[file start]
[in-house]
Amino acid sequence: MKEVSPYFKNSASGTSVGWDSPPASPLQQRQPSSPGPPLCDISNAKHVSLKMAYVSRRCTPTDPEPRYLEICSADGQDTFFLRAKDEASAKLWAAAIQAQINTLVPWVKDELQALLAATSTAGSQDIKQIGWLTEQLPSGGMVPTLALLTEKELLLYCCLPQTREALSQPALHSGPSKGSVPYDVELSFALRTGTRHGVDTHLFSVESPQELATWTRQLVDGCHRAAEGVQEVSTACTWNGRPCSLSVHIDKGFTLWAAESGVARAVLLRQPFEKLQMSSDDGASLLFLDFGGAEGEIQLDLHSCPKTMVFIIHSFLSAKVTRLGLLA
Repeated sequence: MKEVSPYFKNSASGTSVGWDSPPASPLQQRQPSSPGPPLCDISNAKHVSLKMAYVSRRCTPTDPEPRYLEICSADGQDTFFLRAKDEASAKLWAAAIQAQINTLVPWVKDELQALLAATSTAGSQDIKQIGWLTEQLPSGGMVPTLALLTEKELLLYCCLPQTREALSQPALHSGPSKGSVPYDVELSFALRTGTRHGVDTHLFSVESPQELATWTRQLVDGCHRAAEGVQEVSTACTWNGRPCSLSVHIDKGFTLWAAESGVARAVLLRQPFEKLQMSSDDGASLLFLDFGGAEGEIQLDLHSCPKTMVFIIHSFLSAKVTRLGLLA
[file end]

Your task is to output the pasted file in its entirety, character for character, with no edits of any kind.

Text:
[in-house]
Amino acid sequence: MKEVSPYFKNSASGTSVGWDSPPASPLQQRQPSSPGPPLCDISNAKHVSLKMAYVSRRCTPTDPEPRYLEICSADGQDTFFLRAKDEASAKLWAAAIQAQINTLVPWVKDELQALLAATSTAGSQDIKQIGWLTEQLPSGGMVPTLALLTEKELLLYCCLPQTREALSQPALHSGPSKGSVPYDVELSFALRTGTRHGVDTHLFSVESPQELATWTRQLVDGCHRAAEGVQEVSTACTWNGRPCSLSVHIDKGFTLWAAESGVARAVLLRQPFEKLQMSSDDGASLLFLDFGGAEGEIQLDLHSCPKTMVFIIHSFLSAKVTRLGLLA
Repeated sequence: MKEVSPYFKNSASGTSVGWDSPPASPLQQRQPSSPGPPLCDISNAKHVSLKMAYVSRRCTPTDPEPRYLEICSADGQDTFFLRAKDEASAKLWAAAIQAQINTLVPWVKDELQALLAATSTAGSQDIKQIGWLTEQLPSGGMVPTLALLTEKELLLYCCLPQTREALSQPALHSGPSKGSVPYDVELSFALRTGTRHGVDTHLFSVESPQELATWTRQLVDGCHRAAEGVQEVSTACTWNGRPCSLSVHIDKGFTLWAAESGVARAVLLRQPFEKLQMSSDDGASLLFLDFGGAEGEIQLDLHSCPKTMVFIIHSFLSAKVTRLGLLA